"We're looking at the event and the stuff, but we're not deep into that process yet,'' he said. "It was a pretty scary situation. I guess everyone agrees on that.''

'Kind of a gray area'

The state has the authority to pursue its own investigation, but whether it will do so is unclear. Smith said the decision could hinge on the quality of the report done by the resort. He noted there is no history of problems with the tram. This is the first serious accident in the tram’s 17-year history.

Dave Wilson, the only certified tram inspector in the state, said investigations of tram accidents fall into "a kind of a gray area.''

There is, he said, no established protocol -- as there is for airplane or automobile accidents. He expected Alyeska's insurance company to investigate, but was unsure whether any government entity would examine the accident.

Wilson at one time managed the tram for Alyeska. He is now on the verge of leaving the state to take over tram operations at the Vail ski area in Colorado. He said he didn't want to guess what happened in Girdwood because he wasn't there at the time, and "I'm not part of the investigation."

The people involved with the investigation, meanwhile, are very tight-lipped. Alyeska Director of Marketing Jessica Pezak, who was hired last summer, has been answering questions for the resort. She was unable to answer many in a brief interview Thursday, though she did say the resort’s investigation was complete.

She could provide no information what it might cost to repair the tram. She did not know the names of the three resort employees in the smashed tram car who helped care for Quinn after the accident. The young woman was knocked unconscious and suffered a serious gash in her head. It later took eight staples to close.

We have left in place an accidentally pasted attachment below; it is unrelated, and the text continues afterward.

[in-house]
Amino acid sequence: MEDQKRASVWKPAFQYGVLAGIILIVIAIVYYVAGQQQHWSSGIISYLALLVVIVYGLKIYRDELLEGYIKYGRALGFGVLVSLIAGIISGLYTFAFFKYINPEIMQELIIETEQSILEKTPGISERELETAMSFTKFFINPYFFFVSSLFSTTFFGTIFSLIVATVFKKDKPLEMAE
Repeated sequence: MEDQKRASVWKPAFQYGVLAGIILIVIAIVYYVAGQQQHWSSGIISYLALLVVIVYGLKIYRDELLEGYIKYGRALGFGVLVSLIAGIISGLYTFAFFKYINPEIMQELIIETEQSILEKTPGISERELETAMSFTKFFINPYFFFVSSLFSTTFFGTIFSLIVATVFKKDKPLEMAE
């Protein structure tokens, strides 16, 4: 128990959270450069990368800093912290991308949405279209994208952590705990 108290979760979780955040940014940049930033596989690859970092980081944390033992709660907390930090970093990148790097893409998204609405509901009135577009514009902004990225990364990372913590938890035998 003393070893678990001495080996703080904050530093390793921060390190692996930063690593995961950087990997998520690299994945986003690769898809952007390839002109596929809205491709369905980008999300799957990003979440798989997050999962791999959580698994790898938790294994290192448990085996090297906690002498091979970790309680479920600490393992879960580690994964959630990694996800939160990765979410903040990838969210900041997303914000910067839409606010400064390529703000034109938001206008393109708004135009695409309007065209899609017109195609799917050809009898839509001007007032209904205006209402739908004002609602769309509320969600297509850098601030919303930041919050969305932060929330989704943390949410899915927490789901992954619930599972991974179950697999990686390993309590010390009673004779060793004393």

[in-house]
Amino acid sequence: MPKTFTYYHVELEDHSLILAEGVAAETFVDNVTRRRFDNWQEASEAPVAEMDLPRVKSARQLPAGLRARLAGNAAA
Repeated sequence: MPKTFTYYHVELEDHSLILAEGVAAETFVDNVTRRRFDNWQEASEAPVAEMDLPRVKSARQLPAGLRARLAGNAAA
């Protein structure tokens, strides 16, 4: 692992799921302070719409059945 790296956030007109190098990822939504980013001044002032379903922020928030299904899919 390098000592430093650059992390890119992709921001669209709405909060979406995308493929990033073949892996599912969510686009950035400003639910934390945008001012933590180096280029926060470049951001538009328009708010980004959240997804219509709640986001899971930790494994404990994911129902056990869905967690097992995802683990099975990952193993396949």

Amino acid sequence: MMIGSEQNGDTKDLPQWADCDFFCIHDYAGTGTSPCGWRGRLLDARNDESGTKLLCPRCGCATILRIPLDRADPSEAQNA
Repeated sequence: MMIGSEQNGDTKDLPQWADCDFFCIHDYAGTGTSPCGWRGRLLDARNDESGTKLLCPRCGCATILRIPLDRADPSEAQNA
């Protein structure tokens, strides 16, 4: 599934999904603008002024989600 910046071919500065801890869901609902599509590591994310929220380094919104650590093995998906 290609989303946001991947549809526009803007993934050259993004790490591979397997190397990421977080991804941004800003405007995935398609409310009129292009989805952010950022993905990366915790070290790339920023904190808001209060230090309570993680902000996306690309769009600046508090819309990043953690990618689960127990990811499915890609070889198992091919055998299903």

Pezak wasn't sure of the wind-operating parameters for the tram or of how many 45 mph gusts blew in the minutes before the tram left the upper terminal and hit the tower. Alyeska is now attributing the accident to a "rogue gust." Asked if there was one gust or several, Pezak said, "I'm going to say it was one gust." When it was pointed out to her that on the morning after the accident, Lott had sent out a press release reporting "wind gusts (plural) of over 45 mph," she revised her story. "I'm not looking at the weather logs," she said. "I don't know."

She was clear the tram is not designed to operate in winds exceeding 45 mph. Three past employees familiar with tram operations agreed, and said that if winds were gusting to 45 mph when the tram was at the upper terminal, it should not have left. Normally, they said, the tram is put on "wind hold" when gusts hit 30 mph. The tram operator on duty makes that call.

"They can continue wind hold," one source said, or remove it if the winds ease. "Usually management does not override the operator."

Any orders to keep tram running? 

It is unclear in this case whether any orders were given to keep the tram running despite strong winds. Pezak said there weren't. She also said there is no basis to a rumor that has circulated widely since the accident claiming some resort employees were fired because of what happened on New Year's Eve.

"There are all sorts of rumors," she added, but as far as Alyeska is concerned, the story is a simple one.

"It was a pretty straightforward accident that involved the weather," she said. "We're not holding any employees responsible. Haven't you ever been walking somewhere and you were just hit by an unpredictable gust of wind? There's a lot of very variable wind in the mountains. If this gust had hit before or after (the tower), this would not have happened. This was timing and weather. We've been pretty honest about what happened. It was a weather anomaly."

She said the resort is describing the gust that left the car impaled on the tower as a "rogue wind" because "it means that the tram was operating within the threshold" when hit by a wind outside of the threshold.

Contact Craig Medred at craig(at)alaskadispatch.com